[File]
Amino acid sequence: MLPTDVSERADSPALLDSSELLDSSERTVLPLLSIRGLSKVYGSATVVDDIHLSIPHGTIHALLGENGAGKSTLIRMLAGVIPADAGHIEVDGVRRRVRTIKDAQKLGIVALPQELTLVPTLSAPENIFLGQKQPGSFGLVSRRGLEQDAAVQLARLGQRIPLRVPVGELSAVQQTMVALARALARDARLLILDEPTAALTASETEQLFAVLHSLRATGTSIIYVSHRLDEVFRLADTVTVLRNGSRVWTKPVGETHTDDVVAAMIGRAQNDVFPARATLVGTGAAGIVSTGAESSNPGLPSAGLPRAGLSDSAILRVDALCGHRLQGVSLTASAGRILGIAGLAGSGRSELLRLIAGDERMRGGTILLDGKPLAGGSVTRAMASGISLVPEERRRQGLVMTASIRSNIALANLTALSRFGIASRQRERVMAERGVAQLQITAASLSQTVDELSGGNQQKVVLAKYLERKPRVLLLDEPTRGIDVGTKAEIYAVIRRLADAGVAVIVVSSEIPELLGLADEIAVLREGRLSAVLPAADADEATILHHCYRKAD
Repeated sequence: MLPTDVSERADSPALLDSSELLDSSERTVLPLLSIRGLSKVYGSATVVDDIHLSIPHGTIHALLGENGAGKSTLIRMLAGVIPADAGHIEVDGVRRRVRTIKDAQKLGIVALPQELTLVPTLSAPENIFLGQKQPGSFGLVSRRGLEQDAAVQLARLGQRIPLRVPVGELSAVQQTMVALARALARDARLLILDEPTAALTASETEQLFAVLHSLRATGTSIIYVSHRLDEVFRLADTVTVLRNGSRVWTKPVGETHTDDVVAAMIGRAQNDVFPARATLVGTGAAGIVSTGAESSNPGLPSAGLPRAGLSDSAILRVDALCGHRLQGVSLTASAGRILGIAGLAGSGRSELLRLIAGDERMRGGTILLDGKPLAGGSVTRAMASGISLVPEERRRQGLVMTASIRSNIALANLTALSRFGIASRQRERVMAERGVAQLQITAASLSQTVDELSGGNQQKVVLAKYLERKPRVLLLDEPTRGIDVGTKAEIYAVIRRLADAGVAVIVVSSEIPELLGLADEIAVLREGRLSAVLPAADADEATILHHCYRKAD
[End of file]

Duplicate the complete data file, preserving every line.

Amino acid sequence: MLPTDVSERADSPALLDSSELLDSSERTVLPLLSIRGLSKVYGSATVVDDIHLSIPHGTIHALLGENGAGKSTLIRMLAGVIPADAGHIEVDGVRRRVRTIKDAQKLGIVALPQELTLVPTLSAPENIFLGQKQPGSFGLVSRRGLEQDAAVQLARLGQRIPLRVPVGELSAVQQTMVALARALARDARLLILDEPTAALTASETEQLFAVLHSLRATGTSIIYVSHRLDEVFRLADTVTVLRNGSRVWTKPVGETHTDDVVAAMIGRAQNDVFPARATLVGTGAAGIVSTGAESSNPGLPSAGLPRAGLSDSAILRVDALCGHRLQGVSLTASAGRILGIAGLAGSGRSELLRLIAGDERMRGGTILLDGKPLAGGSVTRAMASGISLVPEERRRQGLVMTASIRSNIALANLTALSRFGIASRQRERVMAERGVAQLQITAASLSQTVDELSGGNQQKVVLAKYLERKPRVLLLDEPTRGIDVGTKAEIYAVIRRLADAGVAVIVVSSEIPELLGLADEIAVLREGRLSAVLPAADADEATILHHCYRKAD
Repeated sequence: MLPTDVSERADSPALLDSSELLDSSERTVLPLLSIRGLSKVYGSATVVDDIHLSIPHGTIHALLGENGAGKSTLIRMLAGVIPADAGHIEVDGVRRRVRTIKDAQKLGIVALPQELTLVPTLSAPENIFLGQKQPGSFGLVSRRGLEQDAAVQLARLGQRIPLRVPVGELSAVQQTMVALARALARDARLLILDEPTAALTASETEQLFAVLHSLRATGTSIIYVSHRLDEVFRLADTVTVLRNGSRVWTKPVGETHTDDVVAAMIGRAQNDVFPARATLVGTGAAGIVSTGAESSNPGLPSAGLPRAGLSDSAILRVDALCGHRLQGVSLTASAGRILGIAGLAGSGRSELLRLIAGDERMRGGTILLDGKPLAGGSVTRAMASGISLVPEERRRQGLVMTASIRSNIALANLTALSRFGIASRQRERVMAERGVAQLQITAASLSQTVDELSGGNQQKVVLAKYLERKPRVLLLDEPTRGIDVGTKAEIYAVIRRLADAGVAVIVVSSEIPELLGLADEIAVLREGRLSAVLPAADADEATILHHCYRKAD